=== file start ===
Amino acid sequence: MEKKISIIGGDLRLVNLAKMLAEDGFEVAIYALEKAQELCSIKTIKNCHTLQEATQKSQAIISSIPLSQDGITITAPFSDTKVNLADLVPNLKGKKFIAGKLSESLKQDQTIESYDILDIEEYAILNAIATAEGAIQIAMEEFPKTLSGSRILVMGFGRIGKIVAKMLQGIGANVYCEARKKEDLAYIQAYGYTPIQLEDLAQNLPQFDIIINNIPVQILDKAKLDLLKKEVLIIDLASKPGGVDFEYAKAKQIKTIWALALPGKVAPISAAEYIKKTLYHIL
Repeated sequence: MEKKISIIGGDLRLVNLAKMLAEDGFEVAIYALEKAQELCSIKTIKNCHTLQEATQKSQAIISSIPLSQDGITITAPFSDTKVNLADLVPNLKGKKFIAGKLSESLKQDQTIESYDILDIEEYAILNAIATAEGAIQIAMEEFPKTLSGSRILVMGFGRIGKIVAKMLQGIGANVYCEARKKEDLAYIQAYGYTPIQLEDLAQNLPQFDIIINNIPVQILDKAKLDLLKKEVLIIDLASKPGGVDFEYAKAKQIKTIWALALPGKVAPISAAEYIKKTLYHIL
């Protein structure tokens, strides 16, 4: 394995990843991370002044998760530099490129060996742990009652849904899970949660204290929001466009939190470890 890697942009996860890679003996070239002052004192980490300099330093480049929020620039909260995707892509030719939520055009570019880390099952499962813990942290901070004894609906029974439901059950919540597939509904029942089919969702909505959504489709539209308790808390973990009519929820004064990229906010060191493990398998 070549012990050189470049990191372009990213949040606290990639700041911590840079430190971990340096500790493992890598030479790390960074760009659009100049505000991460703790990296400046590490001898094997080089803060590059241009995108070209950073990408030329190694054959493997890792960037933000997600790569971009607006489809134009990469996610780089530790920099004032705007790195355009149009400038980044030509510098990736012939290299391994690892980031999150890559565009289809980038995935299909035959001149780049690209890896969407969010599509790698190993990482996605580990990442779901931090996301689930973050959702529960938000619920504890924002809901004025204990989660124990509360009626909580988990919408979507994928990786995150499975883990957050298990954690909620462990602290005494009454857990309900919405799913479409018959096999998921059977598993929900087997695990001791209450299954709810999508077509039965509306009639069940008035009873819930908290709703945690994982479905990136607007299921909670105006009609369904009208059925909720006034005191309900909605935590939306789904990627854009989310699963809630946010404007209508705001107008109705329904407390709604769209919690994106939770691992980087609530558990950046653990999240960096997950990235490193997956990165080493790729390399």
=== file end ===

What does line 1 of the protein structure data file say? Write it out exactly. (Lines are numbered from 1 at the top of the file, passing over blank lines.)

Amino acid sequence: MEKKISIIGGDLRLVNLAKMLAEDGFEVAIYALEKAQELCSIKTIKNCHTLQEATQKSQAIISSIPLSQDGITITAPFSDTKVNLADLVPNLKGKKFIAGKLSESLKQDQTIESYDILDIEEYAILNAIATAEGAIQIAMEEFPKTLSGSRILVMGFGRIGKIVAKMLQGIGANVYCEARKKEDLAYIQAYGYTPIQLEDLAQNLPQFDIIINNIPVQILDKAKLDLLKKEVLIIDLASKPGGVDFEYAKAKQIKTIWALALPGKVAPISAAEYIKKTLYHIL